The Balassa-Samuelson effect and Europe's Southern periphery
In the context of Drine and Rault (2003), this paper tests for the Balassa-Samuelson effect in four of Europe's Southern peripheral countries, namely Greece, Italy, Spain and Portugal. The Korean experience is used as a canonical case since there appears to be a consensus in the literature that the country did in fact experience the Balassa-Samuelson effect. Using time series cointegration techniques two sets of tests are conducted for each country. The first investigates the Balassa-Samuelson effect in a very broad sense examining whether the real exchange rate and the development degree of the economies (GDP per capita) are cointegrated. While the second, more explicit, test of the Balassa-Samuelson effect searches for a cointegratiog relationship between relative productivity differentials (between traded and nontraded sectors) and the real exchange rate. The results highlight the need to decompose GDP to its relative sectoral productivities when testing for the Balassa-Samuelson effect, otherwise estimates attained can be very misleading. Also, they show that only Spain experienced economic growth in a Balassa-Samuelson framework while for the remaining Southern Peripheral European countries, Greece, Italy and Portugal, the Balassa Samuelson hypothesis does not explain their long-run development experiences because certain assumptions underpinning the theory fail to hold. ^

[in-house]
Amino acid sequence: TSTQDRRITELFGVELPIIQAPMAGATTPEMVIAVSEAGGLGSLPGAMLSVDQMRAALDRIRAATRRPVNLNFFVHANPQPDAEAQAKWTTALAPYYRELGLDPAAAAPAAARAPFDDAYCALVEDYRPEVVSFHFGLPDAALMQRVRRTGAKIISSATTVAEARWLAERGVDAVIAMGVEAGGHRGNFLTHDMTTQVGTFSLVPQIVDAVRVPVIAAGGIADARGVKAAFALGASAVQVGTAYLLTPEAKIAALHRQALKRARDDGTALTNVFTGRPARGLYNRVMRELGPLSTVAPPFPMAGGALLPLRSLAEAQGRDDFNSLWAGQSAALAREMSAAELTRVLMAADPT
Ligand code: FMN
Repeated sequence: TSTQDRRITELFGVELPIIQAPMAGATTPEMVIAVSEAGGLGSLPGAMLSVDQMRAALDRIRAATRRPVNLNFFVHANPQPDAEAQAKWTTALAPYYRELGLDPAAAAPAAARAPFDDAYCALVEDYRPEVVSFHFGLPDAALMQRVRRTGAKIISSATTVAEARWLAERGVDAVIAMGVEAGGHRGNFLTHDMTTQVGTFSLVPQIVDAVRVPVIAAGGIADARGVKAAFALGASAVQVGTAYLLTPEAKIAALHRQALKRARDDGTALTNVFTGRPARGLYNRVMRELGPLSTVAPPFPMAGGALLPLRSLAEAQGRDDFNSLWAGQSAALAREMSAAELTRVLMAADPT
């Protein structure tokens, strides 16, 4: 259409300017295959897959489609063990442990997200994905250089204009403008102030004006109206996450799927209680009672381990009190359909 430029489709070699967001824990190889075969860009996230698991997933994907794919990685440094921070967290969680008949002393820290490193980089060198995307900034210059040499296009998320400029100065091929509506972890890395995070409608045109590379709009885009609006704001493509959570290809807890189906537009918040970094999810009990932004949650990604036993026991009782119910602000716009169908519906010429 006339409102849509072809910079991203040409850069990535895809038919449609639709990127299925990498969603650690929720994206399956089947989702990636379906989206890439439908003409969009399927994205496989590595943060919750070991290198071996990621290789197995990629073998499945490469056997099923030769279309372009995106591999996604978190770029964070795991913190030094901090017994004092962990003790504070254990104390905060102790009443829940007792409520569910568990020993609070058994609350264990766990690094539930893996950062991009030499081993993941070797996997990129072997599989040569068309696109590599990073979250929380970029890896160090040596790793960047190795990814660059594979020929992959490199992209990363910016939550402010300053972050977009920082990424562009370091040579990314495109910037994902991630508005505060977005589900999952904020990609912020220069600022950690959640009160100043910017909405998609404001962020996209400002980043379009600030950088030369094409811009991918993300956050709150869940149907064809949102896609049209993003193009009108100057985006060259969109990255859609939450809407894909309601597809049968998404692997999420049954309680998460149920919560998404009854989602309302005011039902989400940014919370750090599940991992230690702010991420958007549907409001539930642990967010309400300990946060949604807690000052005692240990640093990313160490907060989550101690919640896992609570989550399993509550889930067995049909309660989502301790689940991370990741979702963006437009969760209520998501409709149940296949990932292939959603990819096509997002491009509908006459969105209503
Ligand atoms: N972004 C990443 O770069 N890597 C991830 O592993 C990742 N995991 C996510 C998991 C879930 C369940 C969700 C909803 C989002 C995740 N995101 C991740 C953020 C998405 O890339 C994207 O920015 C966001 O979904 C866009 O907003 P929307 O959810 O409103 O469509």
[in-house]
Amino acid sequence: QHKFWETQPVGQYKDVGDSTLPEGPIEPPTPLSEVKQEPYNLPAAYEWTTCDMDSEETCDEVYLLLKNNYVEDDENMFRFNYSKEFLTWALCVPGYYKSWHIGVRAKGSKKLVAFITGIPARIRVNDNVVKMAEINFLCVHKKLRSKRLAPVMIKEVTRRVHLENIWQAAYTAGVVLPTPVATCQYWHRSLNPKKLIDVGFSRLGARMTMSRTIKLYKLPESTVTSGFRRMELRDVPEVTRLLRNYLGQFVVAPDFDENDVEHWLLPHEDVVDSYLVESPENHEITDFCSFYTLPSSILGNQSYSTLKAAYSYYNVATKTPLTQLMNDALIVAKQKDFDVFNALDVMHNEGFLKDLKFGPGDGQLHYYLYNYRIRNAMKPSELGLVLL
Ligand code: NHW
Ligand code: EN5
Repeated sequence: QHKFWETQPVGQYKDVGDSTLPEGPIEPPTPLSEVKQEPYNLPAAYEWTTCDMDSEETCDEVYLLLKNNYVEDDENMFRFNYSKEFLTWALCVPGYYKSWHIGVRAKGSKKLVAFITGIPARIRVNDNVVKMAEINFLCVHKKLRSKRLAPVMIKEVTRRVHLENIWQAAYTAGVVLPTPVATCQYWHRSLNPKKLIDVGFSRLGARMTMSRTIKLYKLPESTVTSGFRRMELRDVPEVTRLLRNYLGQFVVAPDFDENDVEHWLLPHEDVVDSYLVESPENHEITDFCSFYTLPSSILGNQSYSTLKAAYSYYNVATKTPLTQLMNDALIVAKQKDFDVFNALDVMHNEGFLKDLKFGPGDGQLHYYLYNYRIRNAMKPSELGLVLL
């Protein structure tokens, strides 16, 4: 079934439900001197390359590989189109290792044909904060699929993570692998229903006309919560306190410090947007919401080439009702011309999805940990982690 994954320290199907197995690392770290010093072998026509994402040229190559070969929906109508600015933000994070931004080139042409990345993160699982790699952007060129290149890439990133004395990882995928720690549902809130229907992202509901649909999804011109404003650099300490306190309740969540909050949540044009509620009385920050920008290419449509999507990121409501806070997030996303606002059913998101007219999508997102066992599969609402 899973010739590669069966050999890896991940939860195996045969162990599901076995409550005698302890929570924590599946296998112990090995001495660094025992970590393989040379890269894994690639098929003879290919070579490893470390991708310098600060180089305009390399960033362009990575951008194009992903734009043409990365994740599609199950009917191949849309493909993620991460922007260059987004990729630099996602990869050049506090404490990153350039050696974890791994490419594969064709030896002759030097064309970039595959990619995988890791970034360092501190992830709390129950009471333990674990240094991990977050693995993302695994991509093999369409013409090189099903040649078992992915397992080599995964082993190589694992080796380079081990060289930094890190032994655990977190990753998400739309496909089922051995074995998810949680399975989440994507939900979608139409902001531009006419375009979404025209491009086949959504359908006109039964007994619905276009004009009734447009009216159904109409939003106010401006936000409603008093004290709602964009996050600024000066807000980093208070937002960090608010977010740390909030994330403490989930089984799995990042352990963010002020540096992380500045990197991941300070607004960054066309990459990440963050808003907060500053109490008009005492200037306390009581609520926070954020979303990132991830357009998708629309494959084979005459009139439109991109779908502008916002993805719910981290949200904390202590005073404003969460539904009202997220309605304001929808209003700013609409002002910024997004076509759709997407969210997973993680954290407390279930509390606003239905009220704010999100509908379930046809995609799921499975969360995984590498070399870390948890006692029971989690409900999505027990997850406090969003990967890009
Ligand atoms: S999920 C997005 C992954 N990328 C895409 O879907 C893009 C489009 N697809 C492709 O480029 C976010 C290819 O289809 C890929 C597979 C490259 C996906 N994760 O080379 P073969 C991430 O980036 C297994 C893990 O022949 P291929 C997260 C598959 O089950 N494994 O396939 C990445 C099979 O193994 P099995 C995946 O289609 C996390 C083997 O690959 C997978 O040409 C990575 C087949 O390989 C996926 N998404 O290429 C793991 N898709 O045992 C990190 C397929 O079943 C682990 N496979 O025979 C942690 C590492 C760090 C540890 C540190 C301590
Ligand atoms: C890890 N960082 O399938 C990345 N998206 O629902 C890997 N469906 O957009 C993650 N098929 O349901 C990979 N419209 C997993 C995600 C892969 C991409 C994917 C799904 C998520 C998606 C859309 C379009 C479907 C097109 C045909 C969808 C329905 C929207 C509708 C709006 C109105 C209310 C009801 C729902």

"The Balassa-Samuelson effect and Europe's Southern periphery"
(January 1, 2006).
ETD Collection for Fordham University.